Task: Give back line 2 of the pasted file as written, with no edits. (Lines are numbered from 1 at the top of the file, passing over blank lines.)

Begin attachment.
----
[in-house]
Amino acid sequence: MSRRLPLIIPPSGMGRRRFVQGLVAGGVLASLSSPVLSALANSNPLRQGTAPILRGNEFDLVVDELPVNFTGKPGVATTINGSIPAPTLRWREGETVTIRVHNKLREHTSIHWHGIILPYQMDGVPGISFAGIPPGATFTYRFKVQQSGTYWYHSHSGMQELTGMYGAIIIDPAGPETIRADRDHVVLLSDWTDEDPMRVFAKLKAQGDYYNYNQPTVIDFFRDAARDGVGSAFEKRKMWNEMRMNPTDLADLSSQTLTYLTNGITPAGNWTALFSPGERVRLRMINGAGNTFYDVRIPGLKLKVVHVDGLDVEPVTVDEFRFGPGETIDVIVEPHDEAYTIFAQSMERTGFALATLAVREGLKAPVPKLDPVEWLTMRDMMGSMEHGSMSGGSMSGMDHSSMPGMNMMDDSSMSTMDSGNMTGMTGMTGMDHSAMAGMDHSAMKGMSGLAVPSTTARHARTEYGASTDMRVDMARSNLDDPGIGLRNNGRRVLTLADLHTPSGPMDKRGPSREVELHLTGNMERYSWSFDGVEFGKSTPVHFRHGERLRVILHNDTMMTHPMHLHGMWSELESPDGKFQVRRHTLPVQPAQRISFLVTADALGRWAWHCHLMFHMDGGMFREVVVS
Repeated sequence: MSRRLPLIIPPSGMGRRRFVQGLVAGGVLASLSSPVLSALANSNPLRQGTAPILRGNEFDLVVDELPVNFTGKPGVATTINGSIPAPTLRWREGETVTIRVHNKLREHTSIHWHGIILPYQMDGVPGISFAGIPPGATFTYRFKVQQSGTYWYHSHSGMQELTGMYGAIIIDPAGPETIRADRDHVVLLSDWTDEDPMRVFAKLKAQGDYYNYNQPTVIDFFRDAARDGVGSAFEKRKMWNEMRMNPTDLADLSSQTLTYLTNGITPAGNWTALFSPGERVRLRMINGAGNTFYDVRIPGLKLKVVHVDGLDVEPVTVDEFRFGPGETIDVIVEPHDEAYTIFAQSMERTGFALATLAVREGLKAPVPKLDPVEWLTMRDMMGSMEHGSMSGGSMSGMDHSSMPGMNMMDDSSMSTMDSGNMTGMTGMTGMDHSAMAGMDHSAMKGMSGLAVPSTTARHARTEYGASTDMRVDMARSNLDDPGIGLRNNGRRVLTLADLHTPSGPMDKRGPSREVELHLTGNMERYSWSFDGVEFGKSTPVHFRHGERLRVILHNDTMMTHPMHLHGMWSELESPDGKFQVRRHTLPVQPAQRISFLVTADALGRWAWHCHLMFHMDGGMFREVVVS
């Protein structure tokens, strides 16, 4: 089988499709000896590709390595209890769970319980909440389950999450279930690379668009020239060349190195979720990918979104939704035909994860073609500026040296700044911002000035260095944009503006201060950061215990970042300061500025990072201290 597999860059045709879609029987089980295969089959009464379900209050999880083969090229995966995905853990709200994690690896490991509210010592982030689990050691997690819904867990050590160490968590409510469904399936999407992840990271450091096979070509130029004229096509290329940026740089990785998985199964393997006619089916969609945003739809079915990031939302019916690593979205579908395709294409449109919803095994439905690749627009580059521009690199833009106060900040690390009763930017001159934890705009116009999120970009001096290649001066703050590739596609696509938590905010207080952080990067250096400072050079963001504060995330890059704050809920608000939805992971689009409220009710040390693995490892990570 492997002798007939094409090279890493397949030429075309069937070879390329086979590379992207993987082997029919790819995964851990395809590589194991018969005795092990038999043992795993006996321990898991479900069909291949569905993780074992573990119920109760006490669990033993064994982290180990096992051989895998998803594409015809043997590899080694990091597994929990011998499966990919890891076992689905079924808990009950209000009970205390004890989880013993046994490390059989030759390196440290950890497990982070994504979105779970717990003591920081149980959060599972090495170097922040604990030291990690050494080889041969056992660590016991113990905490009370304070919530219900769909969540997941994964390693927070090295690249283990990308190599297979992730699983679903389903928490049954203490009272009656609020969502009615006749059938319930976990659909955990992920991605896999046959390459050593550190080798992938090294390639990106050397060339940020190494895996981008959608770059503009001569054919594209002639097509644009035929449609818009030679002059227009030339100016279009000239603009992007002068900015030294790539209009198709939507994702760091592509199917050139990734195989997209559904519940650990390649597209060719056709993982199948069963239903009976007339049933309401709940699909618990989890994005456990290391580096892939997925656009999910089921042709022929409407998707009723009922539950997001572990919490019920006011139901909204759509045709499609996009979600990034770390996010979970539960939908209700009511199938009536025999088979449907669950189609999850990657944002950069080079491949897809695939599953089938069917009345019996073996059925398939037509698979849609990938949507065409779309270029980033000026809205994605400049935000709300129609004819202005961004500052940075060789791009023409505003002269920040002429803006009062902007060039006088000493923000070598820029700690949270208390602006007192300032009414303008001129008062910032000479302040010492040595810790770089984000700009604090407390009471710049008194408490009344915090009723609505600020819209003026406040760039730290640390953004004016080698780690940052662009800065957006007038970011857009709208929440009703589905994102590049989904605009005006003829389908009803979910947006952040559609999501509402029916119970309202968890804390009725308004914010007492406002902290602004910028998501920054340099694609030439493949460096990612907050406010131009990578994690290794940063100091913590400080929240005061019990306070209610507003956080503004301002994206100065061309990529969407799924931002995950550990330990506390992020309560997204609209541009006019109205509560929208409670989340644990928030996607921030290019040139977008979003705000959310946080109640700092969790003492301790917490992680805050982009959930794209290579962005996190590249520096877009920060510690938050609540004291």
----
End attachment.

Amino acid sequence: MSRRLPLIIPPSGMGRRRFVQGLVAGGVLASLSSPVLSALANSNPLRQGTAPILRGNEFDLVVDELPVNFTGKPGVATTINGSIPAPTLRWREGETVTIRVHNKLREHTSIHWHGIILPYQMDGVPGISFAGIPPGATFTYRFKVQQSGTYWYHSHSGMQELTGMYGAIIIDPAGPETIRADRDHVVLLSDWTDEDPMRVFAKLKAQGDYYNYNQPTVIDFFRDAARDGVGSAFEKRKMWNEMRMNPTDLADLSSQTLTYLTNGITPAGNWTALFSPGERVRLRMINGAGNTFYDVRIPGLKLKVVHVDGLDVEPVTVDEFRFGPGETIDVIVEPHDEAYTIFAQSMERTGFALATLAVREGLKAPVPKLDPVEWLTMRDMMGSMEHGSMSGGSMSGMDHSSMPGMNMMDDSSMSTMDSGNMTGMTGMTGMDHSAMAGMDHSAMKGMSGLAVPSTTARHARTEYGASTDMRVDMARSNLDDPGIGLRNNGRRVLTLADLHTPSGPMDKRGPSREVELHLTGNMERYSWSFDGVEFGKSTPVHFRHGERLRVILHNDTMMTHPMHLHGMWSELESPDGKFQVRRHTLPVQPAQRISFLVTADALGRWAWHCHLMFHMDGGMFREVVVS